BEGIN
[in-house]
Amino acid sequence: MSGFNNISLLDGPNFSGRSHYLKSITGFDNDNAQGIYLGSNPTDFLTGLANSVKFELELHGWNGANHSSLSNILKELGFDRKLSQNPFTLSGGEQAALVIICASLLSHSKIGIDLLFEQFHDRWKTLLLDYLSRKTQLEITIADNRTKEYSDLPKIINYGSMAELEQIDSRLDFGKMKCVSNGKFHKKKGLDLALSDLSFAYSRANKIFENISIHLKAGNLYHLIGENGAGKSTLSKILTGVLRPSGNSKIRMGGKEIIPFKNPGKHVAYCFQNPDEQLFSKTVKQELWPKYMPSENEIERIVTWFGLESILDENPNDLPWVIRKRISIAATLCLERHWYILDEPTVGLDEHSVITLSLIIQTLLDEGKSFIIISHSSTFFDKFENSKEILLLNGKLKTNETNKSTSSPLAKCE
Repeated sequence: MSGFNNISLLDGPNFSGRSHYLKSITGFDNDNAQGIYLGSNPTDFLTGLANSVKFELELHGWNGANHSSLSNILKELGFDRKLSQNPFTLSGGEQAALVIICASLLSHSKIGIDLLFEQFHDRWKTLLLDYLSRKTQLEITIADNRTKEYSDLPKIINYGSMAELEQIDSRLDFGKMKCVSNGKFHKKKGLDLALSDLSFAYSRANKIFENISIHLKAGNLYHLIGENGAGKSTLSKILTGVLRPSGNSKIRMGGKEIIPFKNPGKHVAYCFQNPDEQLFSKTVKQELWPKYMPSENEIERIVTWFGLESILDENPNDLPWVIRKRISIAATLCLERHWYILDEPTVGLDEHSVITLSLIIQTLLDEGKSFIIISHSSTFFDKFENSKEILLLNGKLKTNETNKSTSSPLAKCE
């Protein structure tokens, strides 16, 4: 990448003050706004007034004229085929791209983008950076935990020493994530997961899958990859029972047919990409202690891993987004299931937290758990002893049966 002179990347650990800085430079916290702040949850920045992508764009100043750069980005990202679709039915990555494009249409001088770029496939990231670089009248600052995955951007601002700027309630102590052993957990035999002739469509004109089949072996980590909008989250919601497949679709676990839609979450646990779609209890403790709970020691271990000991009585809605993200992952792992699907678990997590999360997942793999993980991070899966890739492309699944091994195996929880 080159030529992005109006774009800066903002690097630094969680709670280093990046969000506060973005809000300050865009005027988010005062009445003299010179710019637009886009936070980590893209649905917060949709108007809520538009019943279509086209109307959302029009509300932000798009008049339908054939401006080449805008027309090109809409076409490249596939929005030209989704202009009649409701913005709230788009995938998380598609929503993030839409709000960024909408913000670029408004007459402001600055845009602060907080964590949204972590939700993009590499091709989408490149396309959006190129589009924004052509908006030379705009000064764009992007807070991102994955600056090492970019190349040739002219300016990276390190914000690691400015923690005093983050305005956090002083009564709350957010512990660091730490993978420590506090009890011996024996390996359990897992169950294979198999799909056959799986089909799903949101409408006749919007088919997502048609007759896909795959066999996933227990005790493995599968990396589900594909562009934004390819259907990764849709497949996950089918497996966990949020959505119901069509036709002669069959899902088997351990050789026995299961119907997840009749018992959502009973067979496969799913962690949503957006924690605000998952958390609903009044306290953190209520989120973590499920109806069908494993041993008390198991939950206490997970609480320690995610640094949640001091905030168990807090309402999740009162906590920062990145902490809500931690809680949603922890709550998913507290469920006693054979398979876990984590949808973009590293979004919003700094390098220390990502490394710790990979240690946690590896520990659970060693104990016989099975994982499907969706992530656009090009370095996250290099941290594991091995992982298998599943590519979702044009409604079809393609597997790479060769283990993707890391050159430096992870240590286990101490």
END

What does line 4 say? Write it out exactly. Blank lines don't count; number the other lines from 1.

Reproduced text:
């Protein structure tokens, strides 16, 4: 990448003050706004007034004229085929791209983008950076935990020493994530997961899958990859029972047919990409202690891993987004299931937290758990002893049966 002179990347650990800085430079916290702040949850920045992508764009100043750069980005990202679709039915990555494009249409001088770029496939990231670089009248600052995955951007601002700027309630102590052993957990035999002739469509004109089949072996980590909008989250919601497949679709676990839609979450646990779609209890403790709970020691271990000991009585809605993200992952792992699907678990997590999360997942793999993980991070899966890739492309699944091994195996929880 080159030529992005109006774009800066903002690097630094969680709670280093990046969000506060973005809000300050865009005027988010005062009445003299010179710019637009886009936070980590893209649905917060949709108007809520538009019943279509086209109307959302029009509300932000798009008049339908054939401006080449805008027309090109809409076409490249596939929005030209989704202009009649409701913005709230788009995938998380598609929503993030839409709000960024909408913000670029408004007459402001600055845009602060907080964590949204972590939700993009590499091709989408490149396309959006190129589009924004052509908006030379705009000064764009992007807070991102994955600056090492970019190349040739002219300016990276390190914000690691400015923690005093983050305005956090002083009564709350957010512990660091730490993978420590506090009890011996024996390996359990897992169950294979198999799909056959799986089909799903949101409408006749919007088919997502048609007759896909795959066999996933227990005790493995599968990396589900594909562009934004390819259907990764849709497949996950089918497996966990949020959505119901069509036709002669069959899902088997351990050789026995299961119907997840009749018992959502009973067979496969799913962690949503957006924690605000998952958390609903009044306290953190209520989120973590499920109806069908494993041993008390198991939950206490997970609480320690995610640094949640001091905030168990807090309402999740009162906590920062990145902490809500931690809680949603922890709550998913507290469920006693054979398979876990984590949808973009590293979004919003700094390098220390990502490394710790990979240690946690590896520990659970060693104990016989099975994982499907969706992530656009090009370095996250290099941290594991091995992982298998599943590519979702044009409604079809393609597997790479060769283990993707890391050159430096992870240590286990101490």